Benny Lava, if social liberals through the public employee unions under the bus, and relied aggressively on market oriented reforms (consumption taxes, reducing city building regs) fiscal conservatives would be far more likely to throw the social conservatives and neo-cons under the bus too.

  7. Gravatar of Bill Ellis Bill Ellis
    6. September 2012 at 08:33

    Scott great post …’cept for that last line…

    “Liberals will want to cut Medicare and conservatives will want to protect it . . . oh wait, that’s already happened!”

    How Orwellian of you.

  8. Gravatar of Greg Ransom Greg Ransom
    6. September 2012 at 08:40

    Your very _worst_ stuff is when you apply your ideosyncratic — and historically illiterate — stereotypes of “liberal” and “conservative”.

    Joel Kotkin is a Truman Democrat. That’s what he calls himself.

    The uses of the words “liberal” and “conservative” are in constant flux, and have changed radically over the last 150 years — these words don’t even have the same uses on different sides of the Atlantic.

    And the sky is often blue in LA.

    The pollution problem of the 1950s-1970s era is gone.

    When the wind blows East in the Winter, the sky is very clear.

  9. Gravatar of Greg Ransom Greg Ransom
    6. September 2012 at 08:43

    The more useful modern labels are “statist” vs “constitutional”.

    This roughly captures rule of law “classical liberal” vs unprincipled & lawless “progressives”.

  10. Gravatar of John Thacker John Thacker
    6. September 2012 at 08:50

    It is true that people have always been on both sides. The parties are not monolithic. Going back decades and still today, you will see plenty of Republicans vote for farm subsidies or the Ex-Im Bank or protectionism, even when the party as a whole is generally against. I am on a phone, so I have a harder time linking to the relevant books on party differences.

    There has been recent research that indicates in California, it is still the case that, all things being equal, when a city becomes more liberal, it restricts housing more. The paper was published by a liberal environmental economist who favors more density.

  11. Gravatar of Eric G Eric G
    6. September 2012 at 09:19

    Republicans want to cut Medicare as well they just claim they don’t. Shame on you.

  12. Gravatar of Bill Ellis Bill Ellis
    6. September 2012 at 09:53

    Greg Ransom,

    What’s a “constitutional” ?
    The founders did not agree on how to interpret the Constitution they wrote. They all knew it was an “agree to disagree document” passed in order to maintain unity.
    We have been fighting about it ever since. The Civil War was fought over it. We are still fighting over it.

    Folks who act like they know the one “true” interpretation of the Constitution are fooling themselves at best, or being disingenuous at worst.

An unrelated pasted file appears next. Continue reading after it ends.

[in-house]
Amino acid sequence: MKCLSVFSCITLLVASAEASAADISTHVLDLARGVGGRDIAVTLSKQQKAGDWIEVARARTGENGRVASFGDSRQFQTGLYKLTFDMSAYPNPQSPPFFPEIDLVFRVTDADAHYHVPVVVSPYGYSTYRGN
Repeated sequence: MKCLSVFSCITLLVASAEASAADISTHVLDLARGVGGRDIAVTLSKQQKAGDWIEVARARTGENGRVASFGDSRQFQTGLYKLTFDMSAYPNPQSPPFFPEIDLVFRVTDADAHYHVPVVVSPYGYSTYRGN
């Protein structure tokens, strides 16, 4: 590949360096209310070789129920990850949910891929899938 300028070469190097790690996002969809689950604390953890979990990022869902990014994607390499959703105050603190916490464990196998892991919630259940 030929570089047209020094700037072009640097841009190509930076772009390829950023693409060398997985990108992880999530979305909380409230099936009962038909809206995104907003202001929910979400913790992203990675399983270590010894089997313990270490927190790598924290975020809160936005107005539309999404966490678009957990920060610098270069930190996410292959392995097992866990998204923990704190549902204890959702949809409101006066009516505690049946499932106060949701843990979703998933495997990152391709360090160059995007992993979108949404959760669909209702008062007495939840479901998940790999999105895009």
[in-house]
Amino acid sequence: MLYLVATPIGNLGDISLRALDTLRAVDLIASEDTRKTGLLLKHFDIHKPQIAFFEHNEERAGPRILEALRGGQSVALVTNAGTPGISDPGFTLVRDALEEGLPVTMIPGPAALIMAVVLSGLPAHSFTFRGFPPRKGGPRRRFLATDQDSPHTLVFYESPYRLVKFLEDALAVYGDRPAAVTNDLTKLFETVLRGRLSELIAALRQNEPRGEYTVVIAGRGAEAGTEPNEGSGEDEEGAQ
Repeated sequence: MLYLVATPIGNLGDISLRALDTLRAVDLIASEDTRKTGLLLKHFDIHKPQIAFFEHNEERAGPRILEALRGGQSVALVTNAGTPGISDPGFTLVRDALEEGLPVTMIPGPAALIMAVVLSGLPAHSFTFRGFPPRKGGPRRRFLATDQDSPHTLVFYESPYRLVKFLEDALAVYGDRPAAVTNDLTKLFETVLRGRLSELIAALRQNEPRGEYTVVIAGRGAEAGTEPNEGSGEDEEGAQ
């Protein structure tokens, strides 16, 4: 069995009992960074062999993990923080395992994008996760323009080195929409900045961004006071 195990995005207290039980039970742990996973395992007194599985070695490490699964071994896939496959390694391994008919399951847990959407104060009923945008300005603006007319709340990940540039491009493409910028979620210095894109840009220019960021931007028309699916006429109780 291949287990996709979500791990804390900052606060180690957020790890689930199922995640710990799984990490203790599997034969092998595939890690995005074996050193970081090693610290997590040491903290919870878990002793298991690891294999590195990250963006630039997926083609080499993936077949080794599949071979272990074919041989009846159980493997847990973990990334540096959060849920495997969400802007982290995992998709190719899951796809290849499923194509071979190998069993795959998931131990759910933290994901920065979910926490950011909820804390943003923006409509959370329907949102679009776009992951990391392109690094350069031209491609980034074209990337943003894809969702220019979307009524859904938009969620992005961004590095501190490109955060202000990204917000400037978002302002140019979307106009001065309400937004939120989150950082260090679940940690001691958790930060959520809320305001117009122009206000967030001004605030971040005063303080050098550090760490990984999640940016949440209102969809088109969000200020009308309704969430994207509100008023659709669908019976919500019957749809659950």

“Originalist” is code for Confederate constructionist. That is what a “constitutional” is too.

    “The Incoherence of Antonin Scalia”
    by Richard A. Posner

  13. Gravatar of John John
    6. September 2012 at 12:03

    As Hayek pointed out in “Why I’m Not a Conservative,” the only political distinction that matters is those who want less government and those who want more. To be a conservative just means that you want to protect the status quo; you have no vision for what direction you want to move. Libertarians (classical liberals in the old days) want to move to a society where the government only protects private property rights while the other side (socialists, progressives) want to move in a direction where most or all individual decisions are subordinated to the government.

  14. Gravatar of Bababooey Bababooey
    6. September 2012 at 12:37

    This example doesn’t work for your theory: Those new buildings won’t go up without a mix of tax breaks, zoning, planning and code variances, subsidies, and city accommodations that are not available to the existing residents. “Deregulation” is not the same as “special crony regulation”, it’s an add on not a reduction.

    I never reason from a Matty Ysglesias post. Here is a better example of your theory.

    (Light rail is hemorrhaging money and lacking riders around here, and I suspect the City wants to double-down on the failed Hollywood & Highland theory: development density around train stations will reconfigure Angelenos into mass transit users.)

  15. Gravatar of casssander casssander
    6. September 2012 at 15:07

    Read Robert Caro’s Lyndon Johnson biography about the Kennedy tax cuts. In 63, it was liberals arguing that cutting taxes would stimulate the economy and that that stimulus would generate enough increased tax revenue for them to pay for themselves, and conservatives arguing that that was utter nonsense.

  16. Gravatar of Ben J Ben J
    6. September 2012 at 16:39

    “while the other side (socialists, progressives) want to move in a direction where most or all individual decisions are subordinated to the government.”

    I can’t take Libertarians seriously when they start acting like anyone towards the left of the spectrum is a scary monster under the bed.

    It’s like you guys have no sense of perspective.

  17. Gravatar of Philo Philo
    6. September 2012 at 19:49

    Suggestion: Never write ‘it’s’; always write ‘its’. Then, *if you have time*, stop and think: am I here abbreviating ‘it is’? If the answer is ‘yes’, insert the apostrophe. But if you’re in a hurry, forget about it: go apostrophe-less.

  18. Gravatar of Scott Sumner Scott Sumner
    9. September 2012 at 04:48

    Bababooey, Maybe, but I don’t see any evidence that his objection would go away if LA wasn’t subsidizing transit. I wouldn’t have done the post if he had made your argument.

    Philo, The problem is that I never stop and think when I write. I go too fast. Some of my errors become hard-wired. There are some words that I mistype 100% of the time (government, inflation, etc) and have to clean up afterwards. I sometimes fail to clean up “its.”

  19. Gravatar of Philo Philo
    16. September 2012 at 10:00

    My point was that situations where ‘its’ is correct outnumber situations where ‘it’s’ is correct, so if you always started with ‘its’ there would be less to clean up, and fewer mistakes if you didn’t bother with clean-up.

    But the suggestion was minor. You’re the best, even with excess apostrophes!

  20. Gravatar of click here click here
    27. September 2012 at 15:14